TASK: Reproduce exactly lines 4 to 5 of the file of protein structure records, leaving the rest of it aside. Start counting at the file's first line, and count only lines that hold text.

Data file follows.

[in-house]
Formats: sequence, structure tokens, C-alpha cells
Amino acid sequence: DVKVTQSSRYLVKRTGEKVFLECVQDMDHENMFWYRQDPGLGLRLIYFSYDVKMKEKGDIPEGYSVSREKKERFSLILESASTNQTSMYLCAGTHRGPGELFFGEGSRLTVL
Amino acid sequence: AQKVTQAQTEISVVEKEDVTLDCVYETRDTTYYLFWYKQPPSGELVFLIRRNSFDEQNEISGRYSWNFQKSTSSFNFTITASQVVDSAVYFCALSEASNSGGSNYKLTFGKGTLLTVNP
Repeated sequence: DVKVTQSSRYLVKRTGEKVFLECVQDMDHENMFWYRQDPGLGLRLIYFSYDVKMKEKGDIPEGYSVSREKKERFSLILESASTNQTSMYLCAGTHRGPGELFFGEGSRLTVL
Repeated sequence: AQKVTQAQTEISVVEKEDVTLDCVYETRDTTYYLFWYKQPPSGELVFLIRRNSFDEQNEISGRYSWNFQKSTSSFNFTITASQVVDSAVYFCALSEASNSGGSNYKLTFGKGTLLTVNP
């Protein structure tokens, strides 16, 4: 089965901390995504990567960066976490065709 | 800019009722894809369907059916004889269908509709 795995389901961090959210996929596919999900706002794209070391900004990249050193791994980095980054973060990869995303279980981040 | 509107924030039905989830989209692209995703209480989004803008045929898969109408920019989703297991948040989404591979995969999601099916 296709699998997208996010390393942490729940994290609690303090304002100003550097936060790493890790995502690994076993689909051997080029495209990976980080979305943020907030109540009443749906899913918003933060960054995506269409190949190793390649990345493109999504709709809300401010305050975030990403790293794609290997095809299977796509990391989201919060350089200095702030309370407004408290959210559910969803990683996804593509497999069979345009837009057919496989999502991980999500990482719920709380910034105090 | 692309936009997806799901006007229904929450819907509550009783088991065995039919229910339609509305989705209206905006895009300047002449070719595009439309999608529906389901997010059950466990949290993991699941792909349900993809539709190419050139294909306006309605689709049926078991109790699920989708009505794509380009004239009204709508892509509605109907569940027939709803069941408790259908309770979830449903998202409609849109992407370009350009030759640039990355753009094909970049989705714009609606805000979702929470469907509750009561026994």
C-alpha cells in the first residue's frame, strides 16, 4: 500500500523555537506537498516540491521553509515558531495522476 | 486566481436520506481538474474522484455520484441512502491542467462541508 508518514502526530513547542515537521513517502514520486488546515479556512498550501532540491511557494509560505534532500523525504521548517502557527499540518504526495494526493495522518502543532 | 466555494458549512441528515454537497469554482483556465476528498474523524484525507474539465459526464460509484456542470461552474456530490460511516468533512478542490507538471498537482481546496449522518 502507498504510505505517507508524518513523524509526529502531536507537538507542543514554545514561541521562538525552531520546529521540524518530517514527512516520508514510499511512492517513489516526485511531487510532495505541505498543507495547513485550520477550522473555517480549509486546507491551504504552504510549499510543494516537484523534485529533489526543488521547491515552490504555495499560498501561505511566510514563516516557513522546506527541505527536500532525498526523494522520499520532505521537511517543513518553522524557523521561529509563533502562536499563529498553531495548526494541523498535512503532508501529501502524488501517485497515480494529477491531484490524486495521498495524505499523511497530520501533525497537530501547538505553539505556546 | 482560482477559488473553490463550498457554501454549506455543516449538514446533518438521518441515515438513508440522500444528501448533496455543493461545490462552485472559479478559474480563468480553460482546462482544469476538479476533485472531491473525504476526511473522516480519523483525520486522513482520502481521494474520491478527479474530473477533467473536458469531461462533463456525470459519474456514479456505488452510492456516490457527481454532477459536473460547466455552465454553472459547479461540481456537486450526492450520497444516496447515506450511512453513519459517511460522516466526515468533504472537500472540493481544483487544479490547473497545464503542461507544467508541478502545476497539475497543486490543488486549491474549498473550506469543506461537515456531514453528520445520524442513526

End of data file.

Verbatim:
Amino acid sequence: AQKVTQAQTEISVVEKEDVTLDCVYETRDTTYYLFWYKQPPSGELVFLIRRNSFDEQNEISGRYSWNFQKSTSSFNFTITASQVVDSAVYFCALSEASNSGGSNYKLTFGKGTLLTVNP
Repeated sequence: DVKVTQSSRYLVKRTGEKVFLECVQDMDHENMFWYRQDPGLGLRLIYFSYDVKMKEKGDIPEGYSVSREKKERFSLILESASTNQTSMYLCAGTHRGPGELFFGEGSRLTVL